Oil rises to near $92 as US retail sales improve
The price of oil edged up to near $92 a barrel on Tuesday as an improvement in U.S. consumer spending raised hopes for a stronger economic recovery.
By early afternoon in Europe, benchmark crude for November delivery was up 12 cents at $91.97 a barrel in electronic trading on the New York Mercantile Exchange. The contract finished Monday down 1 cent at $91.85 in New York.
In London, Brent crude slipped 47 cents to $115.33 a barrel on the ICE Futures exchange.
The U.S. Commerce Department said Monday that retail sales rose 1.1 percent last month. That follows a 1.2 percent increase in August. They were the largest gains in two years, driven by auto sales and the release of the iPhone 5.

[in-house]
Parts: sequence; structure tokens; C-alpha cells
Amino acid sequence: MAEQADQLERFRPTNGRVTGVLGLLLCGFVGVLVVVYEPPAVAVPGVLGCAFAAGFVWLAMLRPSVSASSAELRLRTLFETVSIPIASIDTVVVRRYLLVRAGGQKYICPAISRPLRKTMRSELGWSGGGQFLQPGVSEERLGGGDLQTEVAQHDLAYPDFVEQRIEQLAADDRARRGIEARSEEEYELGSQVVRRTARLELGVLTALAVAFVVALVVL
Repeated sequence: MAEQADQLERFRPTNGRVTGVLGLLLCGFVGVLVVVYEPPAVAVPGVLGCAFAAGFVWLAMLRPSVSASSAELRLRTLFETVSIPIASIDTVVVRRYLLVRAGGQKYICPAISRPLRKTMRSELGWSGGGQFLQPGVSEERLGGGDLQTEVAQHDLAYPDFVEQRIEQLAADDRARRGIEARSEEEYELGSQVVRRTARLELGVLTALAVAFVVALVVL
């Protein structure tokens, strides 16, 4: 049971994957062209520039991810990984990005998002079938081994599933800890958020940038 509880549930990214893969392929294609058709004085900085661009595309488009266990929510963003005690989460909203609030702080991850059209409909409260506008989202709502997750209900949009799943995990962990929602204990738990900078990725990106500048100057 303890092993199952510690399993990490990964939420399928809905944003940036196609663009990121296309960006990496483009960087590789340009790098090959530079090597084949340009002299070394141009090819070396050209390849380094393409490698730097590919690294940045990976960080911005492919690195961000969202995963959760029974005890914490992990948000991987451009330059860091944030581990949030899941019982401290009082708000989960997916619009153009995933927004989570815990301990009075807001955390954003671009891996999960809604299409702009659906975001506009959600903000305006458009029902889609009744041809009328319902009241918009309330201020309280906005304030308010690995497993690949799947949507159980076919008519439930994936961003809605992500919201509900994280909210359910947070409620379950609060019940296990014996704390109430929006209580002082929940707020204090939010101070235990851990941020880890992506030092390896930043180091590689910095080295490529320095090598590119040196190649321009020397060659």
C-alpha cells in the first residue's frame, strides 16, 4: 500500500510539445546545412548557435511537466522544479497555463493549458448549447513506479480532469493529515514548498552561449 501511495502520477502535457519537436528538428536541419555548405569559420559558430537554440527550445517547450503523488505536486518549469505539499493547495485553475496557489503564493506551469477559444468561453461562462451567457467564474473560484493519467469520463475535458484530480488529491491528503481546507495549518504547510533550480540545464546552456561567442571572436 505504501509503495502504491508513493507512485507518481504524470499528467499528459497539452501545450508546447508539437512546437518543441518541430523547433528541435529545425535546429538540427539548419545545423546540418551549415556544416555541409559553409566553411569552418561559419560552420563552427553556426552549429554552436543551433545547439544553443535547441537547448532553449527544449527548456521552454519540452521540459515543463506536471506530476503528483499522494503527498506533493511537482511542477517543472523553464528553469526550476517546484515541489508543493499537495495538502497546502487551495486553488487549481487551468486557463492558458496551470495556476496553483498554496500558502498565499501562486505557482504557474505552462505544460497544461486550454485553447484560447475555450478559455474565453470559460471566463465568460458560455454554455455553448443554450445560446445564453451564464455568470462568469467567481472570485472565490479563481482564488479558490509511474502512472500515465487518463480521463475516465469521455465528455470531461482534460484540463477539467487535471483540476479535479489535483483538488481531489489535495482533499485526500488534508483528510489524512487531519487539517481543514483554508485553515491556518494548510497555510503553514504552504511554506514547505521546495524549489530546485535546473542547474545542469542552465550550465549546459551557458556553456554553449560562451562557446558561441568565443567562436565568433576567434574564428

The numbers added to optimism about an economic recovery in the United States, a big energy consumer.
Oil prices have been volatile in recent days, not always tracking other financial markets. Analysts attributed this to speculative trading.
"There are no reasons for this strange price behavior, and no news to explain it," said a report from Commerzbank in Frankfurt. "Once again, it is apparent that the oil market is currently being driven by speculation and too much 'hot money'"
In other energy futures trading on the New York Mercantile Exchange:
— Natural gas rose 1.9 cents to $3.505 per 1,000 cubic feet.
— Heating oil dropped 0.21 cent to $3.207 a gallon.
— Wholesale gasoline added 1.14 cents to $2.8107 per gallon.